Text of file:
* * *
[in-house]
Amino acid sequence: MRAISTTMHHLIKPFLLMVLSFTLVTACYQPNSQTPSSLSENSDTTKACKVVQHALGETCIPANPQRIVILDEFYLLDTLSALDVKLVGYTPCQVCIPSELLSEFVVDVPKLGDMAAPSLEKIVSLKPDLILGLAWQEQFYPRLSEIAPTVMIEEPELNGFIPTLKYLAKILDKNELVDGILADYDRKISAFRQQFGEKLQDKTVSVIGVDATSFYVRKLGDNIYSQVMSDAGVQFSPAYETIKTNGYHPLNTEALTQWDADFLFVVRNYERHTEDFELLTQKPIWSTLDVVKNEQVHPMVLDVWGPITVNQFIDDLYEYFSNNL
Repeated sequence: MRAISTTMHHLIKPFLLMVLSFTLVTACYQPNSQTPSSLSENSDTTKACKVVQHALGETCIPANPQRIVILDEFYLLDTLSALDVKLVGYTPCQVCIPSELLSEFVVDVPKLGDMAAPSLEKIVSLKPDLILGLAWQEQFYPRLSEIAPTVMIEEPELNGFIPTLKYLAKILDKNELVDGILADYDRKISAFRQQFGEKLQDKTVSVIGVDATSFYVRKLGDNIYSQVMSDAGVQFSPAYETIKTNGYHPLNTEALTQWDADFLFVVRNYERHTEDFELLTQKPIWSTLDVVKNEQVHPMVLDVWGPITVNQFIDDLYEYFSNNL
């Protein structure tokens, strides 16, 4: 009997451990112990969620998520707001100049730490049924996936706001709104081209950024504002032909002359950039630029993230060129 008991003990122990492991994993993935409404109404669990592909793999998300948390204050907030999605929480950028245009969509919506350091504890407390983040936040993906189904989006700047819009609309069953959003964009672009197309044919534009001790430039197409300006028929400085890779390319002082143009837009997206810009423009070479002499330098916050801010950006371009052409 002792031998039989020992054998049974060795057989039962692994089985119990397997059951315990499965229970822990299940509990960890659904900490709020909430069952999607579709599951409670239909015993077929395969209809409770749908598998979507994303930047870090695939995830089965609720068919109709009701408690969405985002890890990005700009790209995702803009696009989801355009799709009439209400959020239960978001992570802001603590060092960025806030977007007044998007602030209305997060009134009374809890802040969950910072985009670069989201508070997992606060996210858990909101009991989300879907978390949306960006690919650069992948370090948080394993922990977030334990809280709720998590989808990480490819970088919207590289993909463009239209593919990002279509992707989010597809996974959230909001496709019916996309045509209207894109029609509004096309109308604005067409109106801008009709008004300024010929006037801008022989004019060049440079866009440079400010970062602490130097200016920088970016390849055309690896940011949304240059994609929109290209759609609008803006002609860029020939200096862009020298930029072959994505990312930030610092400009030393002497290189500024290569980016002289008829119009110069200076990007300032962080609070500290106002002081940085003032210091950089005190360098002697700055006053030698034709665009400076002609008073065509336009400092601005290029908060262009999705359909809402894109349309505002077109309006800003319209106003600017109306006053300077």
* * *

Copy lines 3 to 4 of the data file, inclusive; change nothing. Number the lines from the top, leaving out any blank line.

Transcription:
Repeated sequence: MRAISTTMHHLIKPFLLMVLSFTLVTACYQPNSQTPSSLSENSDTTKACKVVQHALGETCIPANPQRIVILDEFYLLDTLSALDVKLVGYTPCQVCIPSELLSEFVVDVPKLGDMAAPSLEKIVSLKPDLILGLAWQEQFYPRLSEIAPTVMIEEPELNGFIPTLKYLAKILDKNELVDGILADYDRKISAFRQQFGEKLQDKTVSVIGVDATSFYVRKLGDNIYSQVMSDAGVQFSPAYETIKTNGYHPLNTEALTQWDADFLFVVRNYERHTEDFELLTQKPIWSTLDVVKNEQVHPMVLDVWGPITVNQFIDDLYEYFSNNL
């Protein structure tokens, strides 16, 4: 009997451990112990969620998520707001100049730490049924996936706001709104081209950024504002032909002359950039630029993230060129 008991003990122990492991994993993935409404109404669990592909793999998300948390204050907030999605929480950028245009969509919506350091504890407390983040936040993906189904989006700047819009609309069953959003964009672009197309044919534009001790430039197409300006028929400085890779390319002082143009837009997206810009423009070479002499330098916050801010950006371009052409 002792031998039989020992054998049974060795057989039962692994089985119990397997059951315990499965229970822990299940509990960890659904900490709020909430069952999607579709599951409670239909015993077929395969209809409770749908598998979507994303930047870090695939995830089965609720068919109709009701408690969405985002890890990005700009790209995702803009696009989801355009799709009439209400959020239960978001992570802001603590060092960025806030977007007044998007602030209305997060009134009374809890802040969950910072985009670069989201508070997992606060996210858990909101009991989300879907978390949306960006690919650069992948370090948080394993922990977030334990809280709720998590989808990480490819970088919207590289993909463009239209593919990002279509992707989010597809996974959230909001496709019916996309045509209207894109029609509004096309109308604005067409109106801008009709008004300024010929006037801008022989004019060049440079866009440079400010970062602490130097200016920088970016390849055309690896940011949304240059994609929109290209759609609008803006002609860029020939200096862009020298930029072959994505990312930030610092400009030393002497290189500024290569980016002289008829119009110069200076990007300032962080609070500290106002002081940085003032210091950089005190360098002697700055006053030698034709665009400076002609008073065509336009400092601005290029908060262009999705359909809402894109349309505002077109309006800003319209106003600017109306006053300077």